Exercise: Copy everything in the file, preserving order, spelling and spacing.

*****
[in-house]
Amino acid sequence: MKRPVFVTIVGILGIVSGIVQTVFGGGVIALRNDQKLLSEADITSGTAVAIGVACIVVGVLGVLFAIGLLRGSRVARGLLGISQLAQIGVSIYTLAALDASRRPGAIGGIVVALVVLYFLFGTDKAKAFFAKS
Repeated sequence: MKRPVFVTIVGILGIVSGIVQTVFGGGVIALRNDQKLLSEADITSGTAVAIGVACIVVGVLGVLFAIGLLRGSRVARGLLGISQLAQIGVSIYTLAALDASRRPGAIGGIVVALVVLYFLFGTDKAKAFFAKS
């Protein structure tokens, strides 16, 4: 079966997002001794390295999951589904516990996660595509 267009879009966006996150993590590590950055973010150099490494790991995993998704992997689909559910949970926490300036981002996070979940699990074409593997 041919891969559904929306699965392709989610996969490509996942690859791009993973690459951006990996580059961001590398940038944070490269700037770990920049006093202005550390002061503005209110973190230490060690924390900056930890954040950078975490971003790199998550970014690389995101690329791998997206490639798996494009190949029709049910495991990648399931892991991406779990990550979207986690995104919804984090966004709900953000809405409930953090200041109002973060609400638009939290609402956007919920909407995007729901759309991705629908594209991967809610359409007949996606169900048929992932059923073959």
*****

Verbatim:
[in-house]
Amino acid sequence: MKRPVFVTIVGILGIVSGIVQTVFGGGVIALRNDQKLLSEADITSGTAVAIGVACIVVGVLGVLFAIGLLRGSRVARGLLGISQLAQIGVSIYTLAALDASRRPGAIGGIVVALVVLYFLFGTDKAKAFFAKS
Repeated sequence: MKRPVFVTIVGILGIVSGIVQTVFGGGVIALRNDQKLLSEADITSGTAVAIGVACIVVGVLGVLFAIGLLRGSRVARGLLGISQLAQIGVSIYTLAALDASRRPGAIGGIVVALVVLYFLFGTDKAKAFFAKS
């Protein structure tokens, strides 16, 4: 079966997002001794390295999951589904516990996660595509 267009879009966006996150993590590590950055973010150099490494790991995993998704992997689909559910949970926490300036981002996070979940699990074409593997 041919891969559904929306699965392709989610996969490509996942690859791009993973690459951006990996580059961001590398940038944070490269700037770990920049006093202005550390002061503005209110973190230490060690924390900056930890954040950078975490971003790199998550970014690389995101690329791998997206490639798996494009190949029709049910495991990648399931892991991406779990990550979207986690995104919804984090966004709900953000809405409930953090200041109002973060609400638009939290609402956007919920909407995007729901759309991705629908594209991967809610359409007949996606169900048929992932059923073959």